Comment: A worthy goal. It would be nice to have some regulation on financial institutions that caused the two market crashes which Republicans conveniently forget.

With common-sense exceptions for seniors, veterans, and our troops, we will roll back government spending to pre-stimulus, pre-bailout levels, saving us at least $100 billion in the first year alone and putting us on a path to begin paying down the debt, balancing the budget, and ending the spending spree in Washington…

We will set strict budget caps to limit federal spending on an annual basis… By cutting discretionary spending from current levels and imposing a hard cap on future growth, we will save taxpayers hundreds of billions of dollars… Hold weekly votes on spending cuts…

Comment: House Republicans claim their YouCut Initiative proposals could have cut $120 billion this past year. Proposing cuts when they don’t stand a chance of winning majority scrutiny is an exercise in futility and a phony play to the gallery.

Americans are rightly outraged at the bailouts of businesses and entities that force responsible taxpayers to subsidize irresponsible behavior. We will cancel the Troubled Asset Relief Program (TARP), a move that would save taxpayers roughly $16 billion.

End government control of Fannie Mae and Freddie Mac….

We will impose a net hiring freeze on non-security federal employees and ensure that the public sector no longer grows at the expense of the private sector…

Enact medical liability reform…

Comment: Capping medical malpractice awards is a noble effort. Lots of luck. Perhaps a pledge not to receive campaign funds from Wall Street would give this pledge more credence.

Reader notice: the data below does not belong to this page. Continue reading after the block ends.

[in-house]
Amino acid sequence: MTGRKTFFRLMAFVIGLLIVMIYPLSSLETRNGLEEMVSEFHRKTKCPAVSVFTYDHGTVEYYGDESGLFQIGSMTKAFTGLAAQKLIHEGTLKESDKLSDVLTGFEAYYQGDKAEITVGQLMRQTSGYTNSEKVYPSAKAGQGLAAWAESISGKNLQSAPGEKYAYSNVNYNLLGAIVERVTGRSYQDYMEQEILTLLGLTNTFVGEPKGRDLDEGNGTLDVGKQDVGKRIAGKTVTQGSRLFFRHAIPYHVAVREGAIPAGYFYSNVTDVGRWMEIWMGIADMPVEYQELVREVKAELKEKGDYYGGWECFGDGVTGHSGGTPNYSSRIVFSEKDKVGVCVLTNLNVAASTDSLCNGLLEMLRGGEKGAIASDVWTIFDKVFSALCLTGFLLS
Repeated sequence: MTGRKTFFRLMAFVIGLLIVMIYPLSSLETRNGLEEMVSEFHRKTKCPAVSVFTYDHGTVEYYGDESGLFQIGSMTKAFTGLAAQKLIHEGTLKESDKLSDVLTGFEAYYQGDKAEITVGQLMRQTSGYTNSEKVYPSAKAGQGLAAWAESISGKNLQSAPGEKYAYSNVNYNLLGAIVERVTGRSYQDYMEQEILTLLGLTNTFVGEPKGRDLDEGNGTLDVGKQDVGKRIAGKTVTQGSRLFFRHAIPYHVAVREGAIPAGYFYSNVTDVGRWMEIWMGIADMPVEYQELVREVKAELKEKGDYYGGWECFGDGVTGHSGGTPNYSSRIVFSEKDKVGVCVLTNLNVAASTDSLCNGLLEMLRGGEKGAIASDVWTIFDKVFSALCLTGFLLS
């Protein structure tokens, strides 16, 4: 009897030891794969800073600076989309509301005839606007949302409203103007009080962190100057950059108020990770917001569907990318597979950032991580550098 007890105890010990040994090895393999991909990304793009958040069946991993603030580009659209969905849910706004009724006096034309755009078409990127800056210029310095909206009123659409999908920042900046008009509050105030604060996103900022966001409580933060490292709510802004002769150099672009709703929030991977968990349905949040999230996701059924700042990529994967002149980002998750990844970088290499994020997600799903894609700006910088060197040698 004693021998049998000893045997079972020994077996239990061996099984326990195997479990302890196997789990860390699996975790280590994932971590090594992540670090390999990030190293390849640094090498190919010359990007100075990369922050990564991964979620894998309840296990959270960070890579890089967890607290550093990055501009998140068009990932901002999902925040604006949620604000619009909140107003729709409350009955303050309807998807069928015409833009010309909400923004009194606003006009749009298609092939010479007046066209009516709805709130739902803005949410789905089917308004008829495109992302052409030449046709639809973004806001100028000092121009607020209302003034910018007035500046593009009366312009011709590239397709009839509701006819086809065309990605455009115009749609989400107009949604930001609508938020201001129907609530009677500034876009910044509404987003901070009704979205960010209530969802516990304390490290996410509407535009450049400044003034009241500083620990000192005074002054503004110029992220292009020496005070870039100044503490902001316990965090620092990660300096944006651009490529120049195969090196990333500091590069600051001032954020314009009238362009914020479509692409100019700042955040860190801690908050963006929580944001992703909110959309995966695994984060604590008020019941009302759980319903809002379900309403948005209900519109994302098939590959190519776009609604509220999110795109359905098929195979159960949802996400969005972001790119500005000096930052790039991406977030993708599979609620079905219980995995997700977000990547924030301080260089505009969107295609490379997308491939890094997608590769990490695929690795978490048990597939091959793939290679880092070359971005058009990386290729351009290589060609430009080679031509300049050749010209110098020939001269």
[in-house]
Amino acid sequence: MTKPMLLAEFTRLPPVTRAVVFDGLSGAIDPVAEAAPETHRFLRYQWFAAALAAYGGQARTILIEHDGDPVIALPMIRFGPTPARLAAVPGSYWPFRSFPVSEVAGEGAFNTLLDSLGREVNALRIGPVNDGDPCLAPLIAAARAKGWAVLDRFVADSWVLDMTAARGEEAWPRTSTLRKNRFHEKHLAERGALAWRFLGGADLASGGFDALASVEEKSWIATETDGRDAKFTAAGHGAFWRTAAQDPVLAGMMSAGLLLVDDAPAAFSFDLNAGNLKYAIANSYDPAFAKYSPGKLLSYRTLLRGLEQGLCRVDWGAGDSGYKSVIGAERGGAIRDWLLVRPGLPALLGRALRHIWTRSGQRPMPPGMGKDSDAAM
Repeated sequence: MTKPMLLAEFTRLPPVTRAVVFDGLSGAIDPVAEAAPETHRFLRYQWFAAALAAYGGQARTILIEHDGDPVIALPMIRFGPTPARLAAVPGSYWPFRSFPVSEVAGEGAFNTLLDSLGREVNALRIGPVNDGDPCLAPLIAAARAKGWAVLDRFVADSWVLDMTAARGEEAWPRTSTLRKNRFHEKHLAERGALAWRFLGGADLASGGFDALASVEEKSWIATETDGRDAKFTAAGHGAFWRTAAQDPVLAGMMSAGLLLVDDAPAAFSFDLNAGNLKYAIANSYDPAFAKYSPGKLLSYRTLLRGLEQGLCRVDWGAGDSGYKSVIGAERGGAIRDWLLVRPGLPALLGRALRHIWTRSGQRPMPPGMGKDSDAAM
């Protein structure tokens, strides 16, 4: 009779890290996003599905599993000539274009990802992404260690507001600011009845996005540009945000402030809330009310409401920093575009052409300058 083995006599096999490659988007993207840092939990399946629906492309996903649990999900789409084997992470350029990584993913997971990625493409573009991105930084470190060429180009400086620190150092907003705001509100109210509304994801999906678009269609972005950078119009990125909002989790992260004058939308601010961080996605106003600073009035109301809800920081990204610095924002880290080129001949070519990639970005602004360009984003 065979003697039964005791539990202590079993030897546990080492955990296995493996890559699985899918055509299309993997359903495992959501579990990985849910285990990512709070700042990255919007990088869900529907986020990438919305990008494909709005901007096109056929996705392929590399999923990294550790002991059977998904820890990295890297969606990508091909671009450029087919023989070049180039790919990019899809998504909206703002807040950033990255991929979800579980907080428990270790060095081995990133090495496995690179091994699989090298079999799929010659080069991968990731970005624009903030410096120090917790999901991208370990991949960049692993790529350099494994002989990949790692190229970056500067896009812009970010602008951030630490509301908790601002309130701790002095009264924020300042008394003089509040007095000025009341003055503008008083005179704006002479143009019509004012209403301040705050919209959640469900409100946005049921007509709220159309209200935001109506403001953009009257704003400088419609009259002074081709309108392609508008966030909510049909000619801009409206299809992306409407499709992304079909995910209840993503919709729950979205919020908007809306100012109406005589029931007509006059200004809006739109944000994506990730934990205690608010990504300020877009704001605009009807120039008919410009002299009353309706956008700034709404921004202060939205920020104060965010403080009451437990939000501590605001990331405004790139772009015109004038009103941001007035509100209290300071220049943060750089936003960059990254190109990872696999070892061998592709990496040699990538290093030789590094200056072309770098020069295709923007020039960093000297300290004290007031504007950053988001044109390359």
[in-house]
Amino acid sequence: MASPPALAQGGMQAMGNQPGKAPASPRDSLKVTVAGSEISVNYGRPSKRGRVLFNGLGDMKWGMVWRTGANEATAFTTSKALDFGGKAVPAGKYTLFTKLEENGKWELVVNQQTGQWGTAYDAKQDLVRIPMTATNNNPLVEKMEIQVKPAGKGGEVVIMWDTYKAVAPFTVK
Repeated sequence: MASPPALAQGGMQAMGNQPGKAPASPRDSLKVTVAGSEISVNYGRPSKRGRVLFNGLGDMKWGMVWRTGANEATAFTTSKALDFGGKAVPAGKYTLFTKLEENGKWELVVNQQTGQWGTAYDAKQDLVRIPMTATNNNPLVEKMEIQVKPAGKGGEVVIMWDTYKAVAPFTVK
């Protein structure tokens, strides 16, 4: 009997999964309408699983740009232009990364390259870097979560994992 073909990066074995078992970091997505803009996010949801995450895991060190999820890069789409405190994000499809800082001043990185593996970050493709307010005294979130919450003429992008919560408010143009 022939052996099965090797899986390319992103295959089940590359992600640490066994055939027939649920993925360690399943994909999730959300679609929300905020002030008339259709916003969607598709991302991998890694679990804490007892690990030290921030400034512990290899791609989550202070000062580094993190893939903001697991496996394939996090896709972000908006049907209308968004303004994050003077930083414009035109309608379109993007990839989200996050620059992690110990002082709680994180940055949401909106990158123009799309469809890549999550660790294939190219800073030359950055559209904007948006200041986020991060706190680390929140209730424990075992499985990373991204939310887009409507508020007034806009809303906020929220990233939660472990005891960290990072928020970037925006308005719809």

We will end the practice of packaging unpopular bills with “must-pass” legislation to circumvent the will of the American people. Instead, we will advance major legislation one issue at a time…

When asked to provide our troops with the resources they need, we will do so without delay. That means no more troop funding bills held up by unrelated policy changes, or extraneous domestic spending and pork-barrel projects…

Foreign terrorists do not have the same rights as American citizens, nor do they have more rights than U.S. military personnel. We will work to ensure foreign terrorists, such as the 9/11 conspirators, are tried in military, not civilian, court. We will oppose all efforts to force our military, intelligence, and law enforcement personnel operating overseas to extend “Miranda Rights” to foreign terrorists…

There is real concern that while the threat from Iranian intercontinental ballistic missiles could materialize as early as 2015, the government’s missile defense policy is not projected to cover the U.S. homeland until 2020. We will work to ensure critical funding is restored to protect the U.S. homeland and our allies from missile threats from rogue states such as Iran and North Korea.

For a political party intent on limiting the domestic safety net for its most vulnerable citizens, how can it turn its head in good conscience and write a blank check under the pretext of national defense?

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EPILOGUE

I think the goals of both political parties are of good intentions. What I am seeing is a canard, a conundrum, a Catch-22. The Democrats are saying Republican policies, mostly from the Bush administration, have gotten us into this mess. The Republicans are saying the Obama administration only has managed to get us deeper in debt. Both are true evaluations. Since we are not a government run by dictatorship, we have no choice but to dog paddle our way out of this.

(Photo Larry Downing/Reuters courtesy msnbc.com)